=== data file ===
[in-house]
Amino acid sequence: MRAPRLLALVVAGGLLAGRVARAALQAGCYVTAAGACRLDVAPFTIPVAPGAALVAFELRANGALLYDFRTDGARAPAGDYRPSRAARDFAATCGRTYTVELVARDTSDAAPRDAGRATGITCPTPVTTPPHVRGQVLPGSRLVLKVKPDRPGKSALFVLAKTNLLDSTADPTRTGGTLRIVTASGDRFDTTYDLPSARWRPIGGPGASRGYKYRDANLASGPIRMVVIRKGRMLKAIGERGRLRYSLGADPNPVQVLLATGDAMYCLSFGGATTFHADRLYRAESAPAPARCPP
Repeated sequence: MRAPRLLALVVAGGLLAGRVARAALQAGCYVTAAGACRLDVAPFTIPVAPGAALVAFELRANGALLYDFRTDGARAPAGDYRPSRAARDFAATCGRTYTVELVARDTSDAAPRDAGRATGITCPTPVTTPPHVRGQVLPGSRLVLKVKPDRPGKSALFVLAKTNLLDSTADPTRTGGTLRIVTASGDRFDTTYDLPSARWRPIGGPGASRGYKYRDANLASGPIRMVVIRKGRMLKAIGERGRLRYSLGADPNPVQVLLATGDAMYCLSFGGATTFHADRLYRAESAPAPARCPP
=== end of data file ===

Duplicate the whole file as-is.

[in-house]
Amino acid sequence: MRAPRLLALVVAGGLLAGRVARAALQAGCYVTAAGACRLDVAPFTIPVAPGAALVAFELRANGALLYDFRTDGARAPAGDYRPSRAARDFAATCGRTYTVELVARDTSDAAPRDAGRATGITCPTPVTTPPHVRGQVLPGSRLVLKVKPDRPGKSALFVLAKTNLLDSTADPTRTGGTLRIVTASGDRFDTTYDLPSARWRPIGGPGASRGYKYRDANLASGPIRMVVIRKGRMLKAIGERGRLRYSLGADPNPVQVLLATGDAMYCLSFGGATTFHADRLYRAESAPAPARCPP
Repeated sequence: MRAPRLLALVVAGGLLAGRVARAALQAGCYVTAAGACRLDVAPFTIPVAPGAALVAFELRANGALLYDFRTDGARAPAGDYRPSRAARDFAATCGRTYTVELVARDTSDAAPRDAGRATGITCPTPVTTPPHVRGQVLPGSRLVLKVKPDRPGKSALFVLAKTNLLDSTADPTRTGGTLRIVTASGDRFDTTYDLPSARWRPIGGPGASRGYKYRDANLASGPIRMVVIRKGRMLKAIGERGRLRYSLGADPNPVQVLLATGDAMYCLSFGGATTFHADRLYRAESAPAPARCPP